CASE STUDY OVERVIEW Several online platforms for conducting the case studies were considered at the outset of this project, including Blackboard, Facebook, Twitter, Google+, and Pinterest. A course management system such as Blackboard would have provided the basic tools for conducting the case study discussions. However, I wanted to use a platform that the students would access on a regular basis outside of academia. This would help the case study discussion feel genuine instead of feeling like another course requirement. In addition, the use of social media has been shown to increase student engagement in educationally relevant ways.7,8 Because 92% of Internet users between the © 2014 American Chemical Society and Division of Chemical Education, Inc.

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recently published journal articles.10,11 The case studies are structured to achieve the following learning outcomes (LO): 1. Synthesizing a sound, supported argument that is appropriate to the case study character identity 2. Critically discussing a hot topic in science via Facebook using appropriate resources to support the arguments 3. Understanding that science literacy among the general public is important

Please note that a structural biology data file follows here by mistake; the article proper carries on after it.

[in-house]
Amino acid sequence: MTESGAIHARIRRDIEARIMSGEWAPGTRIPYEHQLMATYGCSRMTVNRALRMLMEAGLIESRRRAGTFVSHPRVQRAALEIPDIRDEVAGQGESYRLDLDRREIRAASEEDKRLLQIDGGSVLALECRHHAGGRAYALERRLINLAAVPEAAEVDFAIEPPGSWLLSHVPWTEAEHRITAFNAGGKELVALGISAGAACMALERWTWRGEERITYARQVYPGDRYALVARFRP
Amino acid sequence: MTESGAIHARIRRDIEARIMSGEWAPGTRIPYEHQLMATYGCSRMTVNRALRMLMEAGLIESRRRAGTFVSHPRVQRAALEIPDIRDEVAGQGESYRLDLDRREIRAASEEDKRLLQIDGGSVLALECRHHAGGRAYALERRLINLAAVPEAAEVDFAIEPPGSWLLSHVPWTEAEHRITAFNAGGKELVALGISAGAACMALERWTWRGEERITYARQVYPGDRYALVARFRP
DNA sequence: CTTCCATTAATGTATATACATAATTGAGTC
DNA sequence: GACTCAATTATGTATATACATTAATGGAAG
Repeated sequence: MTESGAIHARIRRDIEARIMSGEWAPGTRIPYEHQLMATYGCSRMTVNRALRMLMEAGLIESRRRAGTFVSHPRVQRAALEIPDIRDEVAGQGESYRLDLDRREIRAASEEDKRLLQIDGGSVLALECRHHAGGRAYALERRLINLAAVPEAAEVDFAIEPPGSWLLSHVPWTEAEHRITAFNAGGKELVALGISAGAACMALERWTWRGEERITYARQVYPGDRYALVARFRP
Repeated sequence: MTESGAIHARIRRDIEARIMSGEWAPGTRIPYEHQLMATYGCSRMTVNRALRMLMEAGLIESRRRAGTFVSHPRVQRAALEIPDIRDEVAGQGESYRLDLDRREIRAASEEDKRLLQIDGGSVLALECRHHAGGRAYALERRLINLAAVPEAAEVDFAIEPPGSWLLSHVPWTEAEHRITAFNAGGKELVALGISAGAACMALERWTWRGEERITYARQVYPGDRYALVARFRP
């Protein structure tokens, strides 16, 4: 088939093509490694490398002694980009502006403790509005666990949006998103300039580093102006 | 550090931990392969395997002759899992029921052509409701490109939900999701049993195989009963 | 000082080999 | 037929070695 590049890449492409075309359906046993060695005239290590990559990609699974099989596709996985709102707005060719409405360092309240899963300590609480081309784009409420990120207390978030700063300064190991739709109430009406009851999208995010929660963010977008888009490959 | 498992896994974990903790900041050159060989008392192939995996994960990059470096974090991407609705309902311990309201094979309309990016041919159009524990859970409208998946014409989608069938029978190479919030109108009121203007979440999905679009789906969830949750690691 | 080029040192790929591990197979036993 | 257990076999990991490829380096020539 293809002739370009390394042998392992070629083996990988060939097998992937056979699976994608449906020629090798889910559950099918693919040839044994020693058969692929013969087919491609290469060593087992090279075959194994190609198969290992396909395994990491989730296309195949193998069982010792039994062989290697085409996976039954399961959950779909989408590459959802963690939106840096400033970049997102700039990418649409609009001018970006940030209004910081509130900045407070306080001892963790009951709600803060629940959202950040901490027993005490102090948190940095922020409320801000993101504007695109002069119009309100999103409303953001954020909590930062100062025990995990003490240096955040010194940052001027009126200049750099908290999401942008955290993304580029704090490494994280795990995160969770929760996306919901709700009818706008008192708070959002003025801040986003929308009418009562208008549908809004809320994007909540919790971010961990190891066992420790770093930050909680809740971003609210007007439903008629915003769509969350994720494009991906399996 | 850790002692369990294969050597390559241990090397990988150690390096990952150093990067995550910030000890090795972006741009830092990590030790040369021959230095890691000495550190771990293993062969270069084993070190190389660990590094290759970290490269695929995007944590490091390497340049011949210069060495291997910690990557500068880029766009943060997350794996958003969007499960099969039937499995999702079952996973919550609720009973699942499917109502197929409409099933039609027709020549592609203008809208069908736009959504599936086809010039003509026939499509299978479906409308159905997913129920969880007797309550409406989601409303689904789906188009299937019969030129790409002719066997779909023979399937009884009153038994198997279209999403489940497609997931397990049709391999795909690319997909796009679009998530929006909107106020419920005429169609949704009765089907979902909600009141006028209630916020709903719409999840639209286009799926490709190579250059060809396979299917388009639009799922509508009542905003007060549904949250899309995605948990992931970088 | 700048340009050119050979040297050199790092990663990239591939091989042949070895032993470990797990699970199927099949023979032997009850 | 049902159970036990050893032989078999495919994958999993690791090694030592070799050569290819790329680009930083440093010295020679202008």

study pedagogy iterations showed that students often wait until the Facebook discussion begins before they complete the background research, causing frustration with the workload and leading to poorly developed discussions. The students are instead given the assignment for it the first week of class during the library database session and have a month to complete the essay. This gives the students ample time to research their character, receive journal articles through interlibrary loan, and ask general questions. After establishing their characters, the students prepare their social network accounts for the discussion (LO 2). If a student does not have a Facebook account, he or she must create one to participate in the study. Some students choose to establish a “dummy” Facebook account because they would prefer to keep their identities anonymous during the case study. This is especially true when they are playing a character role that does not reflect their personal opinions. Please note that Facebook does not support the creation of multiple accounts, as it is a violation of their Statement of Rights and Responsibilities.13 Once the students have established their accounts, they join a private group that the group administrator (instructor) has created within Facebook. Private groups allow the Facebook group administrator to determine group membership, which prevents nongroup members from participating in and viewing the discussion. A private group was established because the general public would not be aware that students’ roles might not align with their personal perspectives. Other case study designs may be conducive to closed or public group settings, permitting the general public to view or participate in the discussion, respectively. As a member of the group, the students cannot view each other’s private personal profile; only the conversation between the group members may be viewed. The student discussions begin once the headline is posted on Facebook (LO 2). Several discussion guidelines are implemented to ensure that a conversation is taking place. In the absence of these guidelines, students could post minimal comment numbers, with each comment starting a new thread, thus avoiding critical discussion or reflection. A minimum of 10 substantial comments is required from each student; these are broadly defined to maximize the students’ flexibility and creativity. Examples of substantial comments include, but are not limited to, comments that create a turning point in the discussion, introduce an important topic or issue, clearly explain a scientific process or concept, or critically analyze a situation. All substantial comments must include a citation and a summary of the issue presented in the reference. Requiring detailed responses avoids students’ posting references and saying, “read this for more info [sic]” instead of discussing the relevance of the work. At least half of each student’s substantial comments must be responses to encourage discussion, and half of all comments must be posted by the case study’s midpoint. I maintain a document on Blackboard that is updated nightly so the students can track their discussion points. It is less burdensome for me to read 30−40 comments a night, rather than read 350 comments on one day for a class of 35. For larger classes, running staggered case studies makes the workload more reasonable for an instructor without teaching assistants. The discussion is monitored by the instructor to make sure that it is not becoming too heated or is moving off-topic. Only once did I have to send a message to a student to inform him that his comments were inappropriate. The instructor may post questions or comments to direct the conversation (especially if it is going astray) or create a new line of thought. For example,